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Einstein 1905

Einstein 1905

The Standard of Greatness

John S. Rigden

ISBN 9780674021044

Publication date: 04/30/2006

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For Albert Einstein, 1905 was a remarkable year. It was also a miraculous year for the history and future of science. In six short months, from March through September of that year, Einstein published five papers that would transform our understanding of nature. This unparalleled period is the subject of John Rigden's book, which deftly explains what distinguishes 1905 from all other years in the annals of science, and elevates Einstein above all other scientists of the twentieth century.

Rigden chronicles the momentous theories that Einstein put forth beginning in March 1905: his particle theory of light, rejected for decades but now a staple of physics; his overlooked dissertation on molecular dimensions; his theory of Brownian motion; his theory of special relativity; and the work in which his famous equation, E = mc2, first appeared. Through his lucid exposition of these ideas, the context in which they were presented, and the impact they had--and still have--on society, Rigden makes the circumstances of Einstein's greatness thoroughly and captivatingly clear. To help readers understand how these ideas continued to develop, he briefly describes Einstein's post-1905 contributions, including the general theory of relativity.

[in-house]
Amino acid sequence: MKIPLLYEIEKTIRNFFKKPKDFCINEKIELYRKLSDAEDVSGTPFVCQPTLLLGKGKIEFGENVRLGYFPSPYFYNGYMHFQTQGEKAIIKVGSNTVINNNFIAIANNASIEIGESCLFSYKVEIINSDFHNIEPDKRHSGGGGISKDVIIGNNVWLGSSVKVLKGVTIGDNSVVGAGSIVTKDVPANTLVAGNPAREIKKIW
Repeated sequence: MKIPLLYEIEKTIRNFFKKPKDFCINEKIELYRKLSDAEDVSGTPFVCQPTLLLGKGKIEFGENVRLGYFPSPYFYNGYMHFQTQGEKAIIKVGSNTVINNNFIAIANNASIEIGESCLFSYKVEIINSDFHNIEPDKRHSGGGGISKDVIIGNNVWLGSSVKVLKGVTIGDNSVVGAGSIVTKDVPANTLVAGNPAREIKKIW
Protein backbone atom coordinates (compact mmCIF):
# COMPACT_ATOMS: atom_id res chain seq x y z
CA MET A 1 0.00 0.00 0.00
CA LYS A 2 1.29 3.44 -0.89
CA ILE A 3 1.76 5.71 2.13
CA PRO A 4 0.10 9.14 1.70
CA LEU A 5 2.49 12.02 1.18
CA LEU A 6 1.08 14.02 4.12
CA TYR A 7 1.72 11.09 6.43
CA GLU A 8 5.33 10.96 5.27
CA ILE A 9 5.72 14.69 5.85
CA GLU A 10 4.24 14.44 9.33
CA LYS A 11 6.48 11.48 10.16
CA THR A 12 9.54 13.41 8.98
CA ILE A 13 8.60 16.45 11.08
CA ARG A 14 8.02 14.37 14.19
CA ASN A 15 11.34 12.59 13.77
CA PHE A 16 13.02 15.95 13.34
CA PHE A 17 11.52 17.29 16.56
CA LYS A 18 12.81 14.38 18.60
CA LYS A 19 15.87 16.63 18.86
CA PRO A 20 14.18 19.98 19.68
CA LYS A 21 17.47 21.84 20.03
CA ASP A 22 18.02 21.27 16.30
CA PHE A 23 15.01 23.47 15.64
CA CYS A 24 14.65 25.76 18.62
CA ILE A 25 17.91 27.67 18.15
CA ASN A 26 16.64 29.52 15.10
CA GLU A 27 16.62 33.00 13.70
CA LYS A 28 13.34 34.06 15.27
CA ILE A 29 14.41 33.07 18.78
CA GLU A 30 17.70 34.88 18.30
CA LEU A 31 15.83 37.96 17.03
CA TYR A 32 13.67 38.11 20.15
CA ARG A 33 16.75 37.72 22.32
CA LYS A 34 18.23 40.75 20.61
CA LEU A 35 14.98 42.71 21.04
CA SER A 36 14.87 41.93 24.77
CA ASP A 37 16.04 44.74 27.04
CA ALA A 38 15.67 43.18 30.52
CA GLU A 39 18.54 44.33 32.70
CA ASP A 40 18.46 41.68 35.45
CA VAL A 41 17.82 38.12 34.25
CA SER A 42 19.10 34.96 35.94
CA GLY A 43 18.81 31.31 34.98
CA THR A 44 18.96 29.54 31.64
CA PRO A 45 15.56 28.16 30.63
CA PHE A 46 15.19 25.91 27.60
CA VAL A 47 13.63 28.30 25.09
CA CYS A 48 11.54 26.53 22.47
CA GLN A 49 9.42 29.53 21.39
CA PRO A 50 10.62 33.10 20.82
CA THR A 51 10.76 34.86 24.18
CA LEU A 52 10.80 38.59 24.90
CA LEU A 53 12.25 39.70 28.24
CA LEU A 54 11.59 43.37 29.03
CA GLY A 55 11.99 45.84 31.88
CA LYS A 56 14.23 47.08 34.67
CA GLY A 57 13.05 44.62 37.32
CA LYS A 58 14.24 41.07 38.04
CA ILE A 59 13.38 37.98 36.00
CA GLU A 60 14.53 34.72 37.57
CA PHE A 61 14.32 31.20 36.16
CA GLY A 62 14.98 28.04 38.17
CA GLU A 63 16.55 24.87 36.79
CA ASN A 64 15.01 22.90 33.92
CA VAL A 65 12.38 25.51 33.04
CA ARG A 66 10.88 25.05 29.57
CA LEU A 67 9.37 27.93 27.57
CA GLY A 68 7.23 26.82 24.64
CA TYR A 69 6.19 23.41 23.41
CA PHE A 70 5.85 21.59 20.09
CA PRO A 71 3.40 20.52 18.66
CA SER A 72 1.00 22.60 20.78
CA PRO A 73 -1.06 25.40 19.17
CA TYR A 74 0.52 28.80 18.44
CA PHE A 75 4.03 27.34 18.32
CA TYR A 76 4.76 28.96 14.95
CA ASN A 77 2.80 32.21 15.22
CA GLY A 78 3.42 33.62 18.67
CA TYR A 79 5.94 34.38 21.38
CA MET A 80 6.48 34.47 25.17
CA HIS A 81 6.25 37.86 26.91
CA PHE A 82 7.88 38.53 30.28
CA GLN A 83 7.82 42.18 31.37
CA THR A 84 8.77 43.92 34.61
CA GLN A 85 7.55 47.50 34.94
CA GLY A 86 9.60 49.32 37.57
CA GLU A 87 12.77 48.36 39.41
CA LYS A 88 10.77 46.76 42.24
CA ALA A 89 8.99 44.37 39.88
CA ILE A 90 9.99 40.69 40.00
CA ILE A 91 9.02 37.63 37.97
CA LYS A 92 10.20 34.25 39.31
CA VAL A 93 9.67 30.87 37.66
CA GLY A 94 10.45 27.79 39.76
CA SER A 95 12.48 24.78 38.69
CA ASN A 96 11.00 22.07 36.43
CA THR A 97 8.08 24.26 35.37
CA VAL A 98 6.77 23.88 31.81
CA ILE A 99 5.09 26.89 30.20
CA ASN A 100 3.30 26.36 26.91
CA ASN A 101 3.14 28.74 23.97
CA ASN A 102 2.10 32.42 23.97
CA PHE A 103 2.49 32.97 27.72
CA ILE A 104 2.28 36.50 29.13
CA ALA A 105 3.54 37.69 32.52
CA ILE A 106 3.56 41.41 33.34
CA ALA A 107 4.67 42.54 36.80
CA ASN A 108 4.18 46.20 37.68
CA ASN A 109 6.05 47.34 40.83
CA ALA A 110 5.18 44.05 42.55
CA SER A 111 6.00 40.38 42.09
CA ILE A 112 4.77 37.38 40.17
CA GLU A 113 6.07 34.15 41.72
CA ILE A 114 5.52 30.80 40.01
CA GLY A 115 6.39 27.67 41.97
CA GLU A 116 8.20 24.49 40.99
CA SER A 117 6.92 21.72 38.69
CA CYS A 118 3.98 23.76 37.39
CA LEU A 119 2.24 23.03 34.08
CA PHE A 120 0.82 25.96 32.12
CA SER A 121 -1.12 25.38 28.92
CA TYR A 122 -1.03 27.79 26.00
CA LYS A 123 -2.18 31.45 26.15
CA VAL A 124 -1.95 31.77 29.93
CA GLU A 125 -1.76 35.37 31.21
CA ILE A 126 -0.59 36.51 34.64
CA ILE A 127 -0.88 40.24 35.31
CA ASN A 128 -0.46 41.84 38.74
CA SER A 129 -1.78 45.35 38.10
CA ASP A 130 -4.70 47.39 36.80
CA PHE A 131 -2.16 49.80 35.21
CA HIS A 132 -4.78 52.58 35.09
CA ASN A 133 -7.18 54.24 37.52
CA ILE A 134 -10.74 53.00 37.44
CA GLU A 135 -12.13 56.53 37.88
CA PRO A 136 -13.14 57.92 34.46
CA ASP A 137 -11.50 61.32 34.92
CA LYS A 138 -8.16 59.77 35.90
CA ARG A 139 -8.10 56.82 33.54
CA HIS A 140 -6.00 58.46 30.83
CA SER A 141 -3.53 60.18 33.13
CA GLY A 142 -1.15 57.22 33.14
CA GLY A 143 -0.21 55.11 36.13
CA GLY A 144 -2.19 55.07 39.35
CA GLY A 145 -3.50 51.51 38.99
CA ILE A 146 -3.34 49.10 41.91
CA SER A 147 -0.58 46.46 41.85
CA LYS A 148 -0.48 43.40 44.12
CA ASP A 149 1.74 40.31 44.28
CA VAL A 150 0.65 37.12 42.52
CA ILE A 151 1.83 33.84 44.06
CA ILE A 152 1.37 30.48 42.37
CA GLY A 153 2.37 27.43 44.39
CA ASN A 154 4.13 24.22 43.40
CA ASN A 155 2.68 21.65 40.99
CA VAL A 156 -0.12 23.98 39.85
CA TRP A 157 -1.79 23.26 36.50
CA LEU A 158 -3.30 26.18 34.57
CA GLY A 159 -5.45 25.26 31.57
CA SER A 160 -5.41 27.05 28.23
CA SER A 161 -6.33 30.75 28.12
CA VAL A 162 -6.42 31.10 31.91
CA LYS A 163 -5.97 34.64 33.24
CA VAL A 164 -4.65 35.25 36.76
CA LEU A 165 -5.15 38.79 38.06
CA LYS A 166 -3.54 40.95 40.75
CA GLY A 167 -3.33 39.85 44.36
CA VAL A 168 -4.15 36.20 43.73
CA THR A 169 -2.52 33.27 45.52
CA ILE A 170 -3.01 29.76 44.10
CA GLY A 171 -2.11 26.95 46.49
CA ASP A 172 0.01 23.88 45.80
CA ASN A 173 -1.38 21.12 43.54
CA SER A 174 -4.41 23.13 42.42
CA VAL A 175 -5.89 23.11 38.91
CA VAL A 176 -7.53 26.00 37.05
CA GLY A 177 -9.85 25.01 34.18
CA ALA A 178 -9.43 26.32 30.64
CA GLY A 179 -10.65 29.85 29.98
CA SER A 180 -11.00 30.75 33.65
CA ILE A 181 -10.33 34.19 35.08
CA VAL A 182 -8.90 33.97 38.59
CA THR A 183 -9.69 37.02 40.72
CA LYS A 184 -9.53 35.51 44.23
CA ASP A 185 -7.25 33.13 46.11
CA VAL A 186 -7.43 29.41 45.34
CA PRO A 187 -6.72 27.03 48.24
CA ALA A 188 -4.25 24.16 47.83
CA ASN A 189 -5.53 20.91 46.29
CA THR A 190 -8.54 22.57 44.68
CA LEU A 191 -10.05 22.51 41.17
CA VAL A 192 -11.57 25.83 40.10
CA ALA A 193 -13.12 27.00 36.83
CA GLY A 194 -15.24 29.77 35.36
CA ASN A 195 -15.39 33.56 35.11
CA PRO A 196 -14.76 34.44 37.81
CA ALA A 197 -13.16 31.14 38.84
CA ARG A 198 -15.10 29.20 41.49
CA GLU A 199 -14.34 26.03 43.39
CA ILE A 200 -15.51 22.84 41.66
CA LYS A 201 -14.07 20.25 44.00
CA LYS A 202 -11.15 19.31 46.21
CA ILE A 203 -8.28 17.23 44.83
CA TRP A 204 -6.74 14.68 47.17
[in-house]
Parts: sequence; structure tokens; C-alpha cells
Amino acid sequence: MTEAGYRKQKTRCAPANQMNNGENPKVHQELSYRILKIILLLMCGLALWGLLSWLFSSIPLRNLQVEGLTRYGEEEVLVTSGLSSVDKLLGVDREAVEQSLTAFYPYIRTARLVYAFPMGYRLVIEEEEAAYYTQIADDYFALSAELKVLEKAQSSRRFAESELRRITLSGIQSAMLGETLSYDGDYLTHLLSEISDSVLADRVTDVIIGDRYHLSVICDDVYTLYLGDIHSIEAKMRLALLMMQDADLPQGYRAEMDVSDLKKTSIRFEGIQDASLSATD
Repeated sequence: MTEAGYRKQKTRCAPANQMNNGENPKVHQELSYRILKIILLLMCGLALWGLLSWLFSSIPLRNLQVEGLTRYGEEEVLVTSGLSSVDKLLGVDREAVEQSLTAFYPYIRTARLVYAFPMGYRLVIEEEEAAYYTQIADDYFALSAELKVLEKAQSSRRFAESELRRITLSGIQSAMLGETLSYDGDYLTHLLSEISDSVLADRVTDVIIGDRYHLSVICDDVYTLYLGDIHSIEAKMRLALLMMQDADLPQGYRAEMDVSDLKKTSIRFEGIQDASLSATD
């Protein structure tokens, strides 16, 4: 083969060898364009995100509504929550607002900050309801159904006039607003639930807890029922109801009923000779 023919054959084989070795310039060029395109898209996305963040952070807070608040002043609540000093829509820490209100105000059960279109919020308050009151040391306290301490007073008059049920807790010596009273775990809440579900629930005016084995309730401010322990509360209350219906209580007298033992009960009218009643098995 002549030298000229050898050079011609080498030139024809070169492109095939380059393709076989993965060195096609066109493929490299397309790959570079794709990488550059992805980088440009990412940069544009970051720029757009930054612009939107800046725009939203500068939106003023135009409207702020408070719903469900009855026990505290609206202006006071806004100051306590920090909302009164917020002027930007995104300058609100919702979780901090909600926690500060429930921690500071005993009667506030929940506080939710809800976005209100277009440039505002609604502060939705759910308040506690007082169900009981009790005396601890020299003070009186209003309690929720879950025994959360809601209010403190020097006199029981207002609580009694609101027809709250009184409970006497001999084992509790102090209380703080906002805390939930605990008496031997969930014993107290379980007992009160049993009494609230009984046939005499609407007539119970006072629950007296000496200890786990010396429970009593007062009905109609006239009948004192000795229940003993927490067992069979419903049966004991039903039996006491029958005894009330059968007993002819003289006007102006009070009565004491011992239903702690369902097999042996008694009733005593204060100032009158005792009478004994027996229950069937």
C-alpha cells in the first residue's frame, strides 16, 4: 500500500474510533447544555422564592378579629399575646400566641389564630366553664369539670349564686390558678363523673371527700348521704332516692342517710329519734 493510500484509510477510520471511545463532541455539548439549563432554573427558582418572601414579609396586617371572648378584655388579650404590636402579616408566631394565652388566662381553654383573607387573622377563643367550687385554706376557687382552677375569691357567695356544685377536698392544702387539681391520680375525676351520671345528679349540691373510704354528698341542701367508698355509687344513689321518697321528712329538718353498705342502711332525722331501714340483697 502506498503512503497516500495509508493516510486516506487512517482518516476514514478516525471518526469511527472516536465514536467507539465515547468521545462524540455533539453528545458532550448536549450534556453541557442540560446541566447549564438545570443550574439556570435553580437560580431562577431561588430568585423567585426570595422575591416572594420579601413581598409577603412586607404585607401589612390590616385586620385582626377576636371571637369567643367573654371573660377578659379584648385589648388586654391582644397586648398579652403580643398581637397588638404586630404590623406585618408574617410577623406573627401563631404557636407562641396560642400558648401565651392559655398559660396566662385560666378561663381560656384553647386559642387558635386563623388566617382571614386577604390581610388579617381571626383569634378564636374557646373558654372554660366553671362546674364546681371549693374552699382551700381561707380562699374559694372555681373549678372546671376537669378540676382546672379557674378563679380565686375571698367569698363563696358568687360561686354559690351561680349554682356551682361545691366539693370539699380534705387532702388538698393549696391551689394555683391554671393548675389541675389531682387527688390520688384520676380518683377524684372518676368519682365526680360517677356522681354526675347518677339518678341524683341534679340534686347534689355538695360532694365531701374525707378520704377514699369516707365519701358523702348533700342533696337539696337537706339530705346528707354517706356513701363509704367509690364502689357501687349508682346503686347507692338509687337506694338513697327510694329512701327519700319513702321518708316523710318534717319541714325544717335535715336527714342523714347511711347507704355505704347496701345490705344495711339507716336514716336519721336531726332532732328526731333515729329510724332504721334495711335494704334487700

One hundred years after Einstein's prodigious accomplishment, this book invites us to learn about ideas that have influenced our lives in almost inconceivable ways, and to appreciate their author's status as the standard of greatness in twentieth-century science.


  • The year 2005 [is] the centenary of Einstein's annus mirabilis, when he published the five papers that marked him as one of the greatest scientists of all time. Washington University professor Rigden sits readers down in front of his white board and explains what Einstein said in each of these papers, what was significant in them and how the scientific community reacted (not very well, in most cases--for a while)...Rigden writes with a rare felicity, free of jargon and with everyday metaphors that Einstein himself would no doubt have appreciated.

    —Publishers Weekly


  • John S. Rigden is Adjunct Professor of Physics, Washington University in St. Louis.

Book Details

  • 192 pages
  • 0-1/2 x 5-1/2 x 8-1/4 inches
  • Harvard University Press

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